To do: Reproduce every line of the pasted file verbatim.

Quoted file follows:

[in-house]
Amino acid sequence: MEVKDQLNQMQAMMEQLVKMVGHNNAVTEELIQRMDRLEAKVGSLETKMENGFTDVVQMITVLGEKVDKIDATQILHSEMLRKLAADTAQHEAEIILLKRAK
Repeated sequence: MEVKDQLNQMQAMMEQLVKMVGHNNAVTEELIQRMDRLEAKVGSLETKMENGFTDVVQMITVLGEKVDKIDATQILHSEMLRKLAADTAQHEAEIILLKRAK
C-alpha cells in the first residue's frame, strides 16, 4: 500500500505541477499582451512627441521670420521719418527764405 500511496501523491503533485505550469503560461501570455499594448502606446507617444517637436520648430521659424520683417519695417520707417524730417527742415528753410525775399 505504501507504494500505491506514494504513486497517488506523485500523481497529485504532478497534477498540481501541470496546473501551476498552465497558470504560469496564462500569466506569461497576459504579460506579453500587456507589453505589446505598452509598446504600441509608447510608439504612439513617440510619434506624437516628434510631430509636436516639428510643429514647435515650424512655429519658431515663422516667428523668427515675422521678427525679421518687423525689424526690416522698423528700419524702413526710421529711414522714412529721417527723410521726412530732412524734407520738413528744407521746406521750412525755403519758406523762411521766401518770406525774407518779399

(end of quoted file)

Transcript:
[in-house]
Amino acid sequence: MEVKDQLNQMQAMMEQLVKMVGHNNAVTEELIQRMDRLEAKVGSLETKMENGFTDVVQMITVLGEKVDKIDATQILHSEMLRKLAADTAQHEAEIILLKRAK
Repeated sequence: MEVKDQLNQMQAMMEQLVKMVGHNNAVTEELIQRMDRLEAKVGSLETKMENGFTDVVQMITVLGEKVDKIDATQILHSEMLRKLAADTAQHEAEIILLKRAK
C-alpha cells in the first residue's frame, strides 16, 4: 500500500505541477499582451512627441521670420521719418527764405 500511496501523491503533485505550469503560461501570455499594448502606446507617444517637436520648430521659424520683417519695417520707417524730417527742415528753410525775399 505504501507504494500505491506514494504513486497517488506523485500523481497529485504532478497534477498540481501541470496546473501551476498552465497558470504560469496564462500569466506569461497576459504579460506579453500587456507589453505589446505598452509598446504600441509608447510608439504612439513617440510619434506624437516628434510631430509636436516639428510643429514647435515650424512655429519658431515663422516667428523668427515675422521678427525679421518687423525689424526690416522698423528700419524702413526710421529711414522714412529721417527723410521726412530732412524734407520738413528744407521746406521750412525755403519758406523762411521766401518770406525774407518779399